Scottish firms are in “crisis mode” as the cost of living hinders them from bouncing back, a leading business network has found.
The cost of doing business is undermining Scottish business recovery and growth, according to the latest findings from a survey by the Scottish Chambers of Commerce (SCC).
The Quarterly Economic Indicator (Q2 2022) was conducted over May and June 2022, with 360 firms responding – it is the country’s longest-running economic survey of its kind.
SCC said that UK inflation has reached the highest in 40 years, at 9.1%, doubling since April 2022 – and nine out of ten Scottish firms surveyed continued to report “major inflationary pressures”.
Seven in ten firms reported that energy costs were the largest contributor to their pressures, with 77% indicating that they intended to raise their prices next in the next quarter.
The business network said that rising prices of energy, food and raw materials, labour market insecurity and a reduction in consumption have shadowed the economy with weaker growth prospects.
A “perfect storm” of the cost-crisis, exacerbated by the conflict in Ukraine, has led to a cashflow crunch which has frozen investment, led to price increases for consumers and squeezed profit margins, according to the SCC.
Stephen Leckie, president of the SCC, said: “Urgent action is needed now from the Scottish and UK Government if we are to reverse the tide of economic decline, restore confidence and put the economy back on the road to growth.”
Mairi Spowage, director at the University of Strathclyde’s Fraser of Allander Institute, said: “The consequences of rising inflation are being felt across the economy, with clear signs that consumer confidence is being dented and that people are cutting back on both essential and non-essential spending.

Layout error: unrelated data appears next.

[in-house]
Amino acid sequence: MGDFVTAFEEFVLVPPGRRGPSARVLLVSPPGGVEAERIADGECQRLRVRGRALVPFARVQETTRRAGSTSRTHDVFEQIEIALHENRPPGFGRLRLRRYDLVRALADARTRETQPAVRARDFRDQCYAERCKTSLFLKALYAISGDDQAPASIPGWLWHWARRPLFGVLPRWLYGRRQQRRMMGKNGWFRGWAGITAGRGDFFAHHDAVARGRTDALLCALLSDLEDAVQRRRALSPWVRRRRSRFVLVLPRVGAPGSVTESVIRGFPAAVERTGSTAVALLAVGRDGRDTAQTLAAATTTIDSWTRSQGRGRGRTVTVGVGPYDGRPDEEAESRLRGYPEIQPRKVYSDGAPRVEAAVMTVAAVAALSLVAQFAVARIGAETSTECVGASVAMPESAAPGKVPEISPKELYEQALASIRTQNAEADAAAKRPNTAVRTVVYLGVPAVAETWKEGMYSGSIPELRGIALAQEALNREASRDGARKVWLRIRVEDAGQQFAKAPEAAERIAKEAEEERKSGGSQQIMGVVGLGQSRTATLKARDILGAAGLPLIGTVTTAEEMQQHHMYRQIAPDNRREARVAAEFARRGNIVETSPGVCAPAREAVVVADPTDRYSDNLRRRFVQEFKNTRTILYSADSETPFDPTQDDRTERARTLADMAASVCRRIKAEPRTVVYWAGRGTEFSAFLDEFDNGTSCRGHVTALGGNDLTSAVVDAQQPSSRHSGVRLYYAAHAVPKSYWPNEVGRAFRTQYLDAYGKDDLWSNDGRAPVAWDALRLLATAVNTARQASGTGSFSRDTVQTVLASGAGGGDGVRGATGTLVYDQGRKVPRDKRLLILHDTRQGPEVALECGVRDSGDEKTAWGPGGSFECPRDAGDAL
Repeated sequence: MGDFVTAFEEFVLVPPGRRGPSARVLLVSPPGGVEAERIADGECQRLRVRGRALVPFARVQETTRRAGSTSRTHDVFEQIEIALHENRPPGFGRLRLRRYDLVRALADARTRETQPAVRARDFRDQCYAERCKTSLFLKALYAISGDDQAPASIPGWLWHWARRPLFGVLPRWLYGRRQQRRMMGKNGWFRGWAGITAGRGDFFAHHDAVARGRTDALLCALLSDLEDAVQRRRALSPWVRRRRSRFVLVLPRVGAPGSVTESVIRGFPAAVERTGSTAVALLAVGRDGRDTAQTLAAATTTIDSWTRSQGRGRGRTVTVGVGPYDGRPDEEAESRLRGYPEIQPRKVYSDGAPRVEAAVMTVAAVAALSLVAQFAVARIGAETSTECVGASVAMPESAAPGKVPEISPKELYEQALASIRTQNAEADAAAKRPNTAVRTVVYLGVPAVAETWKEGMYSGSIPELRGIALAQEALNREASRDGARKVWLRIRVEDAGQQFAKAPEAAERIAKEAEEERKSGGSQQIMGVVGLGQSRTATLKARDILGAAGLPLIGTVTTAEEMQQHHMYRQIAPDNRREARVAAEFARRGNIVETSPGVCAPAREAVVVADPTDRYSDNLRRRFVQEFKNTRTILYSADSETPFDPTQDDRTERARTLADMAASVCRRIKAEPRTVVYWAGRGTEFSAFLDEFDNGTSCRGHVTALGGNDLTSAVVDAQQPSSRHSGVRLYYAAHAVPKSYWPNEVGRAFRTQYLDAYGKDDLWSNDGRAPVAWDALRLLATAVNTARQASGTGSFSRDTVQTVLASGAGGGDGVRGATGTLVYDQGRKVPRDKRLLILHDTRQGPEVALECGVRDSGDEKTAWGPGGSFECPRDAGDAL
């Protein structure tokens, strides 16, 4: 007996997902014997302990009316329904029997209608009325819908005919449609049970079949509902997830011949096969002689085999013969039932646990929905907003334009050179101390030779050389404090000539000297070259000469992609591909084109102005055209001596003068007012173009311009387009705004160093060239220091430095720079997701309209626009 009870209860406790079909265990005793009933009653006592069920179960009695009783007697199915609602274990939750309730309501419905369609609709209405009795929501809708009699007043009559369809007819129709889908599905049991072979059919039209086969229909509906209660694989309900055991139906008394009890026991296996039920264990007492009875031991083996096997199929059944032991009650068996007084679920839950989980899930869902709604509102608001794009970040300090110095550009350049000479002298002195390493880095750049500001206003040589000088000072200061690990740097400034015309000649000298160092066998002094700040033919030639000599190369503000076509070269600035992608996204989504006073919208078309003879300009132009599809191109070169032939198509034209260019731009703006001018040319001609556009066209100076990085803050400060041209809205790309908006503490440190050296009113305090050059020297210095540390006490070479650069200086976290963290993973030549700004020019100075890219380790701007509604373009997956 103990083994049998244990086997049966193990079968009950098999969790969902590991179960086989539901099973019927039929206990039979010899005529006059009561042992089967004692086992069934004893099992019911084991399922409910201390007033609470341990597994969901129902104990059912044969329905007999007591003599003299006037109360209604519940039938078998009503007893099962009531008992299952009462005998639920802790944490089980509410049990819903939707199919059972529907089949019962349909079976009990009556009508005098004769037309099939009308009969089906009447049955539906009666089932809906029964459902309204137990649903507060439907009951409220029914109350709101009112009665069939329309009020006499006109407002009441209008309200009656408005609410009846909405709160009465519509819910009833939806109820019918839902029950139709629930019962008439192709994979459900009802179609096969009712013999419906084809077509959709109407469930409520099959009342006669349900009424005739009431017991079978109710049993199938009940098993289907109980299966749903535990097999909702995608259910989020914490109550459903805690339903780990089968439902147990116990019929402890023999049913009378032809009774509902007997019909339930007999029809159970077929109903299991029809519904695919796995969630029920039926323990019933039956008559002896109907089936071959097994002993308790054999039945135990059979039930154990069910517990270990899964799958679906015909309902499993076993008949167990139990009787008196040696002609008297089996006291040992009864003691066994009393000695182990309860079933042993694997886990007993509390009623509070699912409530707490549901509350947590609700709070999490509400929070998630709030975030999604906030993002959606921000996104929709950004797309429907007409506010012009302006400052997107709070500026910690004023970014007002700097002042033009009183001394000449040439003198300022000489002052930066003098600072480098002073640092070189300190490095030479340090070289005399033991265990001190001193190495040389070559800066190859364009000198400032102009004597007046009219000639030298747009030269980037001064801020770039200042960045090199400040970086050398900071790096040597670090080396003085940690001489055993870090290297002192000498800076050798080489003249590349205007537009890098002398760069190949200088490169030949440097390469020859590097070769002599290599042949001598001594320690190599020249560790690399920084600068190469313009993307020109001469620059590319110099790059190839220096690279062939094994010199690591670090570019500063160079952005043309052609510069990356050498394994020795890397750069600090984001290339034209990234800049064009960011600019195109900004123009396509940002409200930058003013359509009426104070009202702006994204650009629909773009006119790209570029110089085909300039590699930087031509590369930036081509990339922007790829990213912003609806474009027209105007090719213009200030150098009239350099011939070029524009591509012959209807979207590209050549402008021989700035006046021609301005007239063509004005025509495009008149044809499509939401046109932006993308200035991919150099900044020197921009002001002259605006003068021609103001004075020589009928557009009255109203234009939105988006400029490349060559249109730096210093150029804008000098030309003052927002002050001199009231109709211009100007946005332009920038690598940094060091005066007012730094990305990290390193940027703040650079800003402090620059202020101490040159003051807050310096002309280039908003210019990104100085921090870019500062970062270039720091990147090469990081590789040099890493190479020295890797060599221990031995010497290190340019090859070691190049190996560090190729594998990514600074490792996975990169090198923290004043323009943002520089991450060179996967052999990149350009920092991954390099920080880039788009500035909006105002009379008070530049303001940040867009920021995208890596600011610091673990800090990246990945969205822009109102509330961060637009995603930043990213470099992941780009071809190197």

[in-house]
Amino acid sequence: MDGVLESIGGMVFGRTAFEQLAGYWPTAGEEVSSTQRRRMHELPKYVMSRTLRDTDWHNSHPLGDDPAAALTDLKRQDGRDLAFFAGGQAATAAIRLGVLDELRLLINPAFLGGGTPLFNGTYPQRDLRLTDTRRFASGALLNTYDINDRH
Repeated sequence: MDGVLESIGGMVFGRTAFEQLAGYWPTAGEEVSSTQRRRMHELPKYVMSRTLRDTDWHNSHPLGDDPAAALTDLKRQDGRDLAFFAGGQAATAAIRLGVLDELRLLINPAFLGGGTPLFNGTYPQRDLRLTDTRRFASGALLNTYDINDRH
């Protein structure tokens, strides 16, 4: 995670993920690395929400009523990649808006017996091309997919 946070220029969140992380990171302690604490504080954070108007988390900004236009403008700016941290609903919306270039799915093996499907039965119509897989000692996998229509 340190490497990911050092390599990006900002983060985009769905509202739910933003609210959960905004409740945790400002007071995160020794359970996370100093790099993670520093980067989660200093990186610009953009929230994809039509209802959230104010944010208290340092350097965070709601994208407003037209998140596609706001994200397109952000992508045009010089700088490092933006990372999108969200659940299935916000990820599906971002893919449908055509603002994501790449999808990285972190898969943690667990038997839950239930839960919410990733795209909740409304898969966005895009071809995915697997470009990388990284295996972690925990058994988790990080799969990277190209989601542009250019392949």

“Alongside this, there is an increasing fear that high inflation will be more persistent than was first thought, with expectations now that it may be 2024 before we get back to more normal levels of inflation.
“This survey published today highlights concerns that businesses have about rising costs. Current data suggests that the experience of input price rises for businesses is running at 22%: still more than double the consumer inflation rate.
“This may mean that these cost pressures may continue to feed through to prices experienced by consumers as more businesses face difficult choices.
“Given this environment, it is not surprising in this latest set of results that we have seen a dip in confidence across sectors.”
A Scottish Government spokesperson said: “The Scottish Government is doing everything possible with the powers we have to ensure people, communities and businesses are given as much support as possible to deal with the rising cost of living – but most of the key economic powers needed still lie with the UK Government.
“The situation is being made worse by the impact of Brexit – which Scotland rejected – and its effect on issues like labour market shortages and inflation.
“Since the start of the pandemic, businesses have benefitted from more than £4.7bn in business support, including around £1.6 billion in rates relief, the £80m Covid Economic Recovery Fund and £6m City Centre Recovery Fund. This is in addition to our £325m Place Based Investment Programme, Scotland Loves Local programme, the recently published retail strategy and the Town Centre Action Plan.
“According to the Scottish Fiscal Commission, the overall 2022-23 Scottish Budget is 2.6% lower than 2021-22 in cash terms and 5.2% lower after accounting for inflation because of reduced Covid-19 funding and falling capital funding from the UK Government. We will continue to press UK Government to do more to support people and businesses during these very tough times.”